Last week the combination of cold air, little wind, and no rain caused a thermal inversion in Madrid pushing air pollution over the limit set by the City last year.
As a result, the city’s Mayor activated the city’s emergency protocol which involved limiting speeds on the ring road around the city, banning parking in the center, and allowing only cards with even or odd numbered license plates to enter the city depending on the day of the month.
The good news is that the plan worked and in a few days air quality was back down to acceptable levels. The bad news is that her actions has unleashed a fire storm of criticism and even a lawsuit from the right wing Mayor of one of the suburban towns.
What happened in Madrid was the first time for such an event in Spain. Not the first time that air pollution goes above the limit but the first time that a democratically elected official has the courage to actually follow the approved emergency protocols.
The thing is that Manuela Carmena is not your average Mayor and is not, or was not even a politician until the last cycle of municipal elections.
What happened here politically is that a new political formation has emerged left of the traditional Socialist party in an example of the fractious politics that we are seeing all over the Western world.
In the Municipal elections, that party which is called Podemos (we can) reached out to leaders in civil society in Madrid, Barcelona, and other cities and encouraged the creation of large coalitions of diverse, left leaning groups to join with them at the local level. The coalition in Madrid is called Ahorra Madrid (Now Madrid) and Ms. Carmena was asked to lead it.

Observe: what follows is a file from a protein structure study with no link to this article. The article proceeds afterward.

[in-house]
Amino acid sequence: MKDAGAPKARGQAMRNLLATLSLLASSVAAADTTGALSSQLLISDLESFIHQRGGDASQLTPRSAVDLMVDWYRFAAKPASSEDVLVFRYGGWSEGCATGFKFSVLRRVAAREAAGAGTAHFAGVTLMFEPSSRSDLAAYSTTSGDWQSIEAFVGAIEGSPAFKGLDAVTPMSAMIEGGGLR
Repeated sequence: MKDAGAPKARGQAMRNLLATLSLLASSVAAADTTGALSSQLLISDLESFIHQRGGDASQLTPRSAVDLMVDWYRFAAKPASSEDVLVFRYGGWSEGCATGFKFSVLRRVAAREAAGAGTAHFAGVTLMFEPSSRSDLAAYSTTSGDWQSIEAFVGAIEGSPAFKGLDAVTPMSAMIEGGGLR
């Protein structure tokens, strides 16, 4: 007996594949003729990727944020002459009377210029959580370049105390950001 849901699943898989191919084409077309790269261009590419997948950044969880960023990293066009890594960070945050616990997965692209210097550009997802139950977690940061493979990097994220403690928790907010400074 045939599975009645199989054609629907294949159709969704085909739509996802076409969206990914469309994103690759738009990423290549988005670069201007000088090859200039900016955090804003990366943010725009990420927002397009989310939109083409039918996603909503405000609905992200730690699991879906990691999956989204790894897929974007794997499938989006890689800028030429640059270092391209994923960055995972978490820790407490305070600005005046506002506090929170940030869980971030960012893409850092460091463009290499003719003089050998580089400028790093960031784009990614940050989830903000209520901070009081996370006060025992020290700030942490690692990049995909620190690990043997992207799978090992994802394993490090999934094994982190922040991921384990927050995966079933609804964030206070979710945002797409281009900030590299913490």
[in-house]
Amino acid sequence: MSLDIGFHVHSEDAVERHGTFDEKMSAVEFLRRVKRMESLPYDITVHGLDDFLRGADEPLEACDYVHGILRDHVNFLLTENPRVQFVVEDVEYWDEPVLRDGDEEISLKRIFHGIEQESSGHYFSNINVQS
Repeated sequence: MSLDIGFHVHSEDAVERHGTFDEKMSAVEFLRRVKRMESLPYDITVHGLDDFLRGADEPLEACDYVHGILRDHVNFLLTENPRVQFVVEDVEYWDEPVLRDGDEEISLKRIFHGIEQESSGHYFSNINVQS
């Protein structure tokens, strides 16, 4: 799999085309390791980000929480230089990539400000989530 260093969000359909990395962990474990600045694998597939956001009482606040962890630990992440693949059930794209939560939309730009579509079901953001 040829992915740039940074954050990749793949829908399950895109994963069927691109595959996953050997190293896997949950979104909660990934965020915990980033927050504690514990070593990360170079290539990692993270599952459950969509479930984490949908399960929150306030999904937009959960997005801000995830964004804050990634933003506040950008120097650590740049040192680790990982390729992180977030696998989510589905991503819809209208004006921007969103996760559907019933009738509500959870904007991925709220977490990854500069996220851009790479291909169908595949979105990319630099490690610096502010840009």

Carmena had spent almost 30 years as a Spanish Judge and led campaigns in Spain and around the world in favor of detainees and against corruption and the abuse of power. She has also been a member of the Spanish Communist Party although lately had become closer to the Spanish Socialists.
At 72 she has nothing to fear and is committed to doing the right thing for her city and its residents. When the cities pollution monitoring stations showed that level of Nitrogen Dioxide were going to high, she clearly felt that she had no choice but to enact the protocols.
Structural Problem with a solution
The situation in Madrid is similar to many cities in the world with huge numbers of people driving into the city center to work or do their christmas shopping from the suburbs. They typically drive alone and in Spain, at least, most of them drive cars with diesel engines.
Diesel engines give better fuel economy and therefore less co2 but do produce more specific types of pollution especially particulates of Nitrogen Dioxide which is very bad for human health.
The solution which is increasingly being adopted by cities around the world is to charge a toll or a congestion charge to encourage people to either use public transportation or car pools. Trials have found that even modest charges of about 1€ per day can have a big impact. In London its 8 pounds per day.
What also seems to make sense is to exempt electric vehicles from such charges as they produce no local air pollution and depending on the energy mix going to the metropolitan area’s energy grid, can even have a lower co2 footprint.